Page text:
The ‘Cosmic Cliffs’ of the Carina Nebula as seen by the James Webb Space Telescope. Image: NASA, ESA, CSA, STScI, Webb ERO Production Team
On July 12, the team operating the James Webb Space Telescope (JWST) unveiled the observatory’s first full-colour images. They were of Stephan’s Quintet, the Carina Nebula, the Southern Ring Nebula, the galaxy cluster SMACS 0723 and the exoplanet WASP-96b. Below, you can compare the photographs of these objects (except for the exoplanet) taken by the JWST and its predecessor, the still-operating Hubble space telescope, side by side.
Credit for all JWST images: NASA, ESA, CSA, STScI, Webb ERO Production Team. Credit for all Hubble space telescope images: NASA, ESA and the Hubble Team.
Stephan’s Quintet is a group of five galaxies that appears together in the sky. In the JWST’s field of view, the quintet occupied about a fifth of the Moon’s diameter. The telescope captured around 1,000 individuals photos and its onboard computer as well as researchers on the ground put them together to produce this mosaic.
The JWST captured a glimpse of the edge of the resplendent Carina Nebula, a.k.a. NGC 3324. It is a start-forming region that we have captured in great detail now thanks to the JWST’s ability to penetrate the clouds of dust wrapped around the nebula. The peaks in this image are about 7 lightyears high – that’s 1 million billion times the height of Mount Everest from sea level. The “cavernous area”, as NASA put it, is the handiwork of intense ultraviolet radiation and other material being blasted out by young stars at the heart of the nebula.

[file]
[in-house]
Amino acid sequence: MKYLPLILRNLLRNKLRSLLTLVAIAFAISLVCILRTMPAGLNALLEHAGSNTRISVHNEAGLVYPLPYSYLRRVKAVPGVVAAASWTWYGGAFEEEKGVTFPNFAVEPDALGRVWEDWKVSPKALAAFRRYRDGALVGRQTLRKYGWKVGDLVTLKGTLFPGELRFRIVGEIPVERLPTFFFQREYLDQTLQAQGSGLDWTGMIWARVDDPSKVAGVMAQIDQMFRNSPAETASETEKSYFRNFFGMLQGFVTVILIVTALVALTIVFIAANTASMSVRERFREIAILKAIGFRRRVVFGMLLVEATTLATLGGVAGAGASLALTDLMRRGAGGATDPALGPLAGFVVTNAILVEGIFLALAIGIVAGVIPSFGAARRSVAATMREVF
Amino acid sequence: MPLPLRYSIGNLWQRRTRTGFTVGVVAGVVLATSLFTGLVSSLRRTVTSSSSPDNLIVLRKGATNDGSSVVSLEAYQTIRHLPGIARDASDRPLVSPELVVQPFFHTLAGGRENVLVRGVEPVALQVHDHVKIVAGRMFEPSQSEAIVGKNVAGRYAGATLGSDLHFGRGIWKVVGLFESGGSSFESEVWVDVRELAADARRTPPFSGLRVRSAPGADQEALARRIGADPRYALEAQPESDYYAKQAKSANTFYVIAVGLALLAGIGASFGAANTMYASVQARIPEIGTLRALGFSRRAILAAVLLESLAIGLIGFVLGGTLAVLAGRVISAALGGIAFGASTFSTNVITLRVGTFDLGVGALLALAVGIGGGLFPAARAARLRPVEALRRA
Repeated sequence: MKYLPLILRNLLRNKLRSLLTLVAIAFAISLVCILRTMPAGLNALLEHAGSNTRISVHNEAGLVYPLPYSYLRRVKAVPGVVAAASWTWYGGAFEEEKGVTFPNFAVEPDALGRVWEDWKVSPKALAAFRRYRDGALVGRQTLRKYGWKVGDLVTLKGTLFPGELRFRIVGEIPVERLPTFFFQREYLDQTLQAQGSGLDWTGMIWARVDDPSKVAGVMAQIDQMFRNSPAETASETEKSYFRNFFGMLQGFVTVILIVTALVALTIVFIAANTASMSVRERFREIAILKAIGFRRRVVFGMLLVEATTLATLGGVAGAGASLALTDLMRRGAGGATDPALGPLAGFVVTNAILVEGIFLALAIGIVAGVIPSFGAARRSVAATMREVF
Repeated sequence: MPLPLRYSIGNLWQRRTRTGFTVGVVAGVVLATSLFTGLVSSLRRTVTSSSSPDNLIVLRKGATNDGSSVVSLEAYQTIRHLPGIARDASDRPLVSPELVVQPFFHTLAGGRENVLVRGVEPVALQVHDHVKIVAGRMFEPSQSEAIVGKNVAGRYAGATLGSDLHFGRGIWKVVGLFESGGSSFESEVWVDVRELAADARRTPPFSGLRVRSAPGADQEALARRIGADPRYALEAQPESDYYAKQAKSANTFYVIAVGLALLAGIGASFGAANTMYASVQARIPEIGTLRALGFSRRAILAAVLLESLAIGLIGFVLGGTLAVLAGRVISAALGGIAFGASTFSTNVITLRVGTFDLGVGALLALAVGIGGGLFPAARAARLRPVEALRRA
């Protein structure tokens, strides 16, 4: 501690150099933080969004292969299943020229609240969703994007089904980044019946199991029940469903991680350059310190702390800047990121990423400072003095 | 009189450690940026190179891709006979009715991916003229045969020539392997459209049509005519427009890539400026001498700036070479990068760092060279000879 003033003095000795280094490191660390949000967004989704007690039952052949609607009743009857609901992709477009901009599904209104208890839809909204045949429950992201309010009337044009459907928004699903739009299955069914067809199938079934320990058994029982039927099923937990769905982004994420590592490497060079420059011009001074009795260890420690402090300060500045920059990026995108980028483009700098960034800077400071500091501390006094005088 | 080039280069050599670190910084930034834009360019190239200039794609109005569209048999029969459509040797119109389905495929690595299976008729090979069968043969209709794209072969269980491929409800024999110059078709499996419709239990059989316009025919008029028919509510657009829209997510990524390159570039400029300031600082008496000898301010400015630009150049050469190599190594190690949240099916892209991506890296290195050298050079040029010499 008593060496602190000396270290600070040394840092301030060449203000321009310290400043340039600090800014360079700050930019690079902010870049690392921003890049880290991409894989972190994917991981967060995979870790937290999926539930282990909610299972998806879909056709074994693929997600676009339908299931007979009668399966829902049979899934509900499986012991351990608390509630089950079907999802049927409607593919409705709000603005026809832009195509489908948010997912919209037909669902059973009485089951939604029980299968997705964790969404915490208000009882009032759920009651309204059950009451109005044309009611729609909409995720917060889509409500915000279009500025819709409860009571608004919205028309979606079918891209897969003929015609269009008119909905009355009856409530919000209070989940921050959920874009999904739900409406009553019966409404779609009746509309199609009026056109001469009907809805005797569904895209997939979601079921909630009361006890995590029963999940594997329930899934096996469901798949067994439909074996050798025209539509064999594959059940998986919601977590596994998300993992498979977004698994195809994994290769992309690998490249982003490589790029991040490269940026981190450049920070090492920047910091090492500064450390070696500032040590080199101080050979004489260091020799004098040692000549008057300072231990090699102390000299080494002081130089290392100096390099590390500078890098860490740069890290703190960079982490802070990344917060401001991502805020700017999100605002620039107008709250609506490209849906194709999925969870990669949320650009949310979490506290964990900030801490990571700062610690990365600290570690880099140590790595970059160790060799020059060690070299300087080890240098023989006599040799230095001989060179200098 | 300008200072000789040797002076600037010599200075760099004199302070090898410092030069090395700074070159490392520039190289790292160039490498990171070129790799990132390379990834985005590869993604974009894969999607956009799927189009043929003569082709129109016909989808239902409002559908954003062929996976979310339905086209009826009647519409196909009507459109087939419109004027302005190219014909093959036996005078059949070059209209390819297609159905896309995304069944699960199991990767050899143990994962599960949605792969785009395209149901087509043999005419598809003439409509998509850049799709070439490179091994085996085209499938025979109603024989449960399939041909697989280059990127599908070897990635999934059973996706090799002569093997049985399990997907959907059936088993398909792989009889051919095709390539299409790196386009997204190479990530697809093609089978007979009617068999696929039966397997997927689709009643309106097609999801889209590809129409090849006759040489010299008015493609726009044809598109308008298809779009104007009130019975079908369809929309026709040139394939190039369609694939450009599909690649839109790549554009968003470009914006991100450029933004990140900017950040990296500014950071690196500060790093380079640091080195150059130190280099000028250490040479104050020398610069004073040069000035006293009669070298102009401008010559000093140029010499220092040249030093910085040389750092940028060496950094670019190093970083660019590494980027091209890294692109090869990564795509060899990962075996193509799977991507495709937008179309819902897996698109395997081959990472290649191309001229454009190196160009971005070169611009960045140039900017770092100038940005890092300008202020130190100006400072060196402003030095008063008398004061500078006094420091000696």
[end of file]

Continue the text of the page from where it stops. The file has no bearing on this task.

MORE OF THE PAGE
Southern Ring Nebula
For many millennia, the star at the center of the Southern Ring Nebula has been spewing gas and dust around itself, creating a spectacle and that has thus far been cloaked in dust, but today stands revealed in brilliant light. Some 2,500 light-years away, the ‘Southern Ring’ is a planetary nebula – but contrary to the name, it has nothing to do with planets. Instead, planetary nebulae are clusters of ionised gas emitting radiation in multiple frequencies. Planetary nebula are also slowly expanding.
The SMACS 0723 galaxy cluster is as powerful a demonstration of the JWST’s abilities as it is awe-inspiring. JWST’s image of the cluster has been billed “the deepest and sharpest infrared image of the distant universe to date”. It is a deep-field shot, meaning the telescope pointed in the general direction of the cluster for many consecutive hours. Such a long exposure allows the telescope to detect and record light that’s become very weak by travelling large distances. The shot is populated with thousands of galaxies, as well as signs of gravitational lensing.